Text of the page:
Nature provides the greatest entertainment through spectacles and phenomena. It’s an invitation to get outside that shouldn’t be missed.
Several studies over recent years have positively indicated that ‘connecting’ with nature does people good. Whilst it’s also accepted that it’s difﬁcult to express this in speciﬁcs or numbers, it is clear that people simply feel better. Nature has been shown to correlate with life satisfaction, vitality, happiness, mindfulness and to lower anxiety.
Although observing or immersing in nature doesn’t provide cures it seems futile to argue that it doesn’t help with aspects of mental health, which of course, will have further beneﬁts to overall physical health.
There are a number of different ways to observe nature; not all of them obvious…
Birdwatching has been described as ‘Nature’s Yoga’ since it’s relaxing and exciting/energising all at the same time.
Birds are common in all parts of the UK and it’s an easy activity to scale up as you become more interested. Birdwatching has a reputation of becoming increasingly interesting with experience so don’t be at all surprised when a squint through the kitchen window sees you progress to moving into the garden and out into the countryside armed with binoculars and ﬁeld guide. Birds are charming and intriguing creatures.
Not all of us share the same abilities. People with visual impairments might well have sharpened hearing and will gain just as much pleasure from hearing different bird calls and song. The advantage is that they can ‘hear’ the birds even when they’re out of sight. There are plenty of common garden birds with distinctive calls and songs such as blackbirds, thrushes and robins.
Trees are fascinating. Clearly, they are a magniﬁcent spectacle for sighted people but even for people without sight they present incredible textures for hands to enjoy. Bark and other textures such as moss or lichens can vary from species to species and of course, they also have different sorts of leaves.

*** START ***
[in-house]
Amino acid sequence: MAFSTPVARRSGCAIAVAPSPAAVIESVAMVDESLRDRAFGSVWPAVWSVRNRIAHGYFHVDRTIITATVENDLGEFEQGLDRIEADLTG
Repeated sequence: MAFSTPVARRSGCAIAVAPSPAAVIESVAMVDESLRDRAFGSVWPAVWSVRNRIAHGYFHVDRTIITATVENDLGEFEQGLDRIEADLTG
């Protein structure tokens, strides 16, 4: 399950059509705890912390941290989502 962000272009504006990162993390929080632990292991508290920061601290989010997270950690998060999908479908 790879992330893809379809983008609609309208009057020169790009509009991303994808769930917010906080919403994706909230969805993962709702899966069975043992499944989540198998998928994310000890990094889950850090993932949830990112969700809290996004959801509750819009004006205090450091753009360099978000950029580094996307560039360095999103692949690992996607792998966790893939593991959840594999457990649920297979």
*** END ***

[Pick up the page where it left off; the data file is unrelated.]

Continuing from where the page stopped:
Don’t forget to listen out for the creaking or rustling in the breeze whilst breathing in the smells too.
In the mud
Mud has a bad reputation, obviously, but there may be more to it than you think. Again it can have a texture and temperature all of its own but may also be home to small invertebrates or worms (especially in coastal areas). These are pretty easy and harmless to catch and examine, bringing into focus another miniature world.
There are few sounds more satisfying, incidentally, than the plop of a pebble landing in mud.
Many of our best-loved creatures are shy or nocturnal, meaning that they are rarely sighted in broad daylight. Fortunately, they’re kind enough to leave clues. Footprints in soft ground or after a snowfall are fun to decipher and some people will even do the same with spraint (dung). Creatures like barn owls and otters produce solid spraint or pellets which can be teased apart (especially when dry) to reveal details of the creatures diet. You’ll often ﬁnd tiny bones or feathers in owl pellets, for example.
NB: Of course, bacteria and other microbes live in spraint so take a bottle of anti-septic gel with you and thoroughly wash your hands with it.
Most wildlife is nervous in the presence of humans. This makes getting close to creatures quite difﬁcult. Observation hides or the pathways to them aren’t always accessible although there is a general movement to upgrade sites of scientiﬁc interest. If there’s nowhere suitable locally, you could use an adapted tent or find a good place to park your car – which will actually hide your human shape.
Don’t wear fragrance, approach with the wind blowing in your face and move slowly and quietly. Patience is a skill that takes practice just like any other – but comes with rewards.
It’s only a matter of time before a love of nature lures you outdoors. The good news is that this will inevitably lift your mood. Not only will you be breathing in fresh air but you’ll also be breathing more deeply which is a good workout for your respiratory system. It also means that more oxygen will be transported to cells, including those in the brain which will promote alertness.
It’s also worth noting that a half hour in the sunshine can give the body most of a whole day’s requirement of vitamin D which is important to physical health in a variety of ways, and also helps to alleviate anxiety and depression.
Where to go…
Here are some of our favourite accessible places to enjoy nature…
WWT London Wetland Centre
Once you’re inside the reserve at Barnes, the only clue that you’re anywhere near London is the amount of air trafﬁc overhead. Fortunately, the wildlife seems to be happy to ignore it.